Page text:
legislature come up with one flat income guideline.  The clients              
 using those services were AFDC clients and should not have to                 
 report every penny that went past their front door, she said.                 
 "Please define income, whether it is going to be earned or                    
 unearned, and delete assets as part of the applicant's                        
 requirements," she concluded.                                                 
 Number 1112                                                                   
 BRENDA AKELKOK, Bristol Bay Native Association, testified via                 
 teleconference from Dillingham.  She explained that as a tribal               
 entity, the association was interested in developing community                
 service and work experience positions under contract with the                 
 state.  However, they wondered what provisions there would be to              
 indemnify "these Native entities from liability if something should           
 happen to a work experience participant while they were on the                
 job."  She assumed such people would not be covered by Workers                
 Compensation.  She asked Mr. Nordlund to respond.                             
 Number 1171                                                                   
 MR. NORDLUND deferred to Kristen Bomengen to reply.                           
 KRISTEN BOMENGEN, Assistant Attorney General, Human Services                  
 Section, Civil Division (Juneau), Department of Law, said there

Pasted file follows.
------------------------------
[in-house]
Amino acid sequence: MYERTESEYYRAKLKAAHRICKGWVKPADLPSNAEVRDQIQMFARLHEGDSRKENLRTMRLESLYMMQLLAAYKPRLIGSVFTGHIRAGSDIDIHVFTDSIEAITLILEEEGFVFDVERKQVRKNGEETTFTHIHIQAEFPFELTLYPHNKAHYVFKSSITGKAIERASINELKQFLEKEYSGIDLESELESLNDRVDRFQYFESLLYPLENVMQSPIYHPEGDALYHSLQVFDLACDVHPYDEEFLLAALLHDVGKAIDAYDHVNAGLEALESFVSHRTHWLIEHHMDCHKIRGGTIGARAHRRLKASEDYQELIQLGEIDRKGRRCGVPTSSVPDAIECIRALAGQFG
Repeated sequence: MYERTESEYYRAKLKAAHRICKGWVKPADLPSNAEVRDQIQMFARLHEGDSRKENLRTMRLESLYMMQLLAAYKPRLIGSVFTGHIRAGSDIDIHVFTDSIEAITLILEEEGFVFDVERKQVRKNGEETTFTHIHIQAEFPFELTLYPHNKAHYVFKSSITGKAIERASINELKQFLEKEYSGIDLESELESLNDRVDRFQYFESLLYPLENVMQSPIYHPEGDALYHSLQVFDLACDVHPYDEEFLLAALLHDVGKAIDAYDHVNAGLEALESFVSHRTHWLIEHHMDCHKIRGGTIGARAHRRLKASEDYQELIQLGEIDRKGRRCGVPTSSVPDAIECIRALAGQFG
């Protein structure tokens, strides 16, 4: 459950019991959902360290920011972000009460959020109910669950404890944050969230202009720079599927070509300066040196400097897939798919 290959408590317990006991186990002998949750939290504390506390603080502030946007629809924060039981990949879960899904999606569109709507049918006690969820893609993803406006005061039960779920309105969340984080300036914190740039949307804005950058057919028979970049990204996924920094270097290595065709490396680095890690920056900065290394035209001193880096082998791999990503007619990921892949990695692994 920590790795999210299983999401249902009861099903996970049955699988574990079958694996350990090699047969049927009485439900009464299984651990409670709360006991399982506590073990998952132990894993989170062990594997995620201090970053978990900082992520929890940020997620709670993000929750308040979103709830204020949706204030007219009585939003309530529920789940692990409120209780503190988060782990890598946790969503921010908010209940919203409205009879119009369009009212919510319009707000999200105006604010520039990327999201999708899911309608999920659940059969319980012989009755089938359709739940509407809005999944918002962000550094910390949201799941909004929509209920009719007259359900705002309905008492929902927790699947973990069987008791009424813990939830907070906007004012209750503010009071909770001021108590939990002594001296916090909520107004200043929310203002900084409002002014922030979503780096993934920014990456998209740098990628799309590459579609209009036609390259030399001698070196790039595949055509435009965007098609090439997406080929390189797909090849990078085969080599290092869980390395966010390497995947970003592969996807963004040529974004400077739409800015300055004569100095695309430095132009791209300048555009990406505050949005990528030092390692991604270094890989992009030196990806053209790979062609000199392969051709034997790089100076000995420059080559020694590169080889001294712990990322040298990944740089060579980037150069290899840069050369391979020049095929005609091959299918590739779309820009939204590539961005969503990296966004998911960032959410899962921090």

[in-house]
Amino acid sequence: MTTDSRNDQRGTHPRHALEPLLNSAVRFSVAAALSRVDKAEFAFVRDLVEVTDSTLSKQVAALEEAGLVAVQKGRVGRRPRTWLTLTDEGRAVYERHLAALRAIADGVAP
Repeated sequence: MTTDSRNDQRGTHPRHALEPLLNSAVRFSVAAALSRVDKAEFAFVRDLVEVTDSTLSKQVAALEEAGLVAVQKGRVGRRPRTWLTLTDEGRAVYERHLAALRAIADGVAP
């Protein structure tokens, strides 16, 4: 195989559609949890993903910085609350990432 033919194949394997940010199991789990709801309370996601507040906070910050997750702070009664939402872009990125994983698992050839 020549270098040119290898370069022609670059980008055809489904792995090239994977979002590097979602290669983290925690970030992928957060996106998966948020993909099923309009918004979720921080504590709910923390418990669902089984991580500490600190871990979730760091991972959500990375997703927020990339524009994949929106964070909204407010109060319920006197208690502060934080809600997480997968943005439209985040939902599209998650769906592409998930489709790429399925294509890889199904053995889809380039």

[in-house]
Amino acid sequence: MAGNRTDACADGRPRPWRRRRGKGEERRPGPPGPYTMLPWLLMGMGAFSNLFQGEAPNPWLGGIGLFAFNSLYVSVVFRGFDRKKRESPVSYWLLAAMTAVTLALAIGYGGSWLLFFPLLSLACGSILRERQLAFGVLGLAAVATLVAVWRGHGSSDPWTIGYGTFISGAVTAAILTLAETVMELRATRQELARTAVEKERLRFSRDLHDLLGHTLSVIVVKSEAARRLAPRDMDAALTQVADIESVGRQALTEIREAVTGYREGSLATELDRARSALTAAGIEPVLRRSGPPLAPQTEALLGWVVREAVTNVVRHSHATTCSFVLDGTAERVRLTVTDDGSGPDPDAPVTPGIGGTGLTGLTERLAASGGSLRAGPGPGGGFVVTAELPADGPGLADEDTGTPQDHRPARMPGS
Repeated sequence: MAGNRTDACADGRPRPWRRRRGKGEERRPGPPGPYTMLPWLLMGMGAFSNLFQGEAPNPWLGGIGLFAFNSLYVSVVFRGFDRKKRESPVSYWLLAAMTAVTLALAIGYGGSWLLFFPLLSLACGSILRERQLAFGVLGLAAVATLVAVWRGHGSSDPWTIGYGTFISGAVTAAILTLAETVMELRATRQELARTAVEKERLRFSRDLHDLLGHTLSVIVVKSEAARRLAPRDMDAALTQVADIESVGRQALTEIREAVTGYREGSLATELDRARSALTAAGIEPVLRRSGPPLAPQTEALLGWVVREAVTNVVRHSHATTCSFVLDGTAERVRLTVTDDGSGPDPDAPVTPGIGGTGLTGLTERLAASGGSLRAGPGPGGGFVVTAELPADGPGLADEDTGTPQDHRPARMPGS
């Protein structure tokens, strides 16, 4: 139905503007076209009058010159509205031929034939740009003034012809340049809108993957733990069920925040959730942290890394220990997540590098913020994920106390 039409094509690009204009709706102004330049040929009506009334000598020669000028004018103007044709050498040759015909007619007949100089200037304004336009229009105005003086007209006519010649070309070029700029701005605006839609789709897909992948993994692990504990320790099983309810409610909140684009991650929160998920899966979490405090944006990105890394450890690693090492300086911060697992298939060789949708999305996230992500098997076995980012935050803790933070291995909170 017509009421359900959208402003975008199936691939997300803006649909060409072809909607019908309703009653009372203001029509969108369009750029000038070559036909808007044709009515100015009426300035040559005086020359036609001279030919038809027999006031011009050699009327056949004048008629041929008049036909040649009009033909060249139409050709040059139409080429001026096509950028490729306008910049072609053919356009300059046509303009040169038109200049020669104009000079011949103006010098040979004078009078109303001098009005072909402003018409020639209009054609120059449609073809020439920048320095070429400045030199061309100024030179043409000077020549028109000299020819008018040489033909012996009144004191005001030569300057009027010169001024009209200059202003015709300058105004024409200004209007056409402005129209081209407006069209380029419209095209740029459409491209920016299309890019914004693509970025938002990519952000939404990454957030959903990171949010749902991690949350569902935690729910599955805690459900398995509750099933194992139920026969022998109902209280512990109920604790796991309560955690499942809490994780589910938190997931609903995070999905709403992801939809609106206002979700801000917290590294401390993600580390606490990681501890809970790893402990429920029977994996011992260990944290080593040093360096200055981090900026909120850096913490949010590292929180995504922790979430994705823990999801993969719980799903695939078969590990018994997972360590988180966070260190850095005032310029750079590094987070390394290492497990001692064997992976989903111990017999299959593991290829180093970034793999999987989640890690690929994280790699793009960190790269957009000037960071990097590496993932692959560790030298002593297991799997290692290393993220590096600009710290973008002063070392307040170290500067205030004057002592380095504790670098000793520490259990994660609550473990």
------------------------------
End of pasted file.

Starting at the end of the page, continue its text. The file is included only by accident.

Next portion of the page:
might be a couple of different circumstances that had been                    
 described here.  She acknowledged that all questions about what               
 coverages would be required had not yet been answered.  For                   
 subsidized employment, the entity employing the person would need             
 to ensure there was Workers Compensation coverage.  "I think that             
 there may be an unlimited number of potential liability issues,"              
 she said.  She pointed out that she was not really prepared to                
 address all of those issues.  "I think that there will be some                
 provisions where someone is hired working on behalf of an outside             
 employer, where we would, under state law, have to recognize the              
 Workers Compensation provisions," she added.                                  
 Number 1257                                                                   
 MS. AKELKOK responded that had answered some of the questions.                
 However, she was still interested in seeing, for community service            
 positions with nonprofits or state agencies, what protection there            
 would be for the tribal entity, as well as for the state.  She                
 added that concluded her testimony for now.                                   
 Number  1280                                                                  
 CO-CHAIR IVAN asked if there was any further testimony.  He noted             
 that the bill would be considered again.  He thanked the                      
 participants and mentioned that the next meeting would address HB
 409 and HB 383.                                                               

Document Name Date/Time Subjects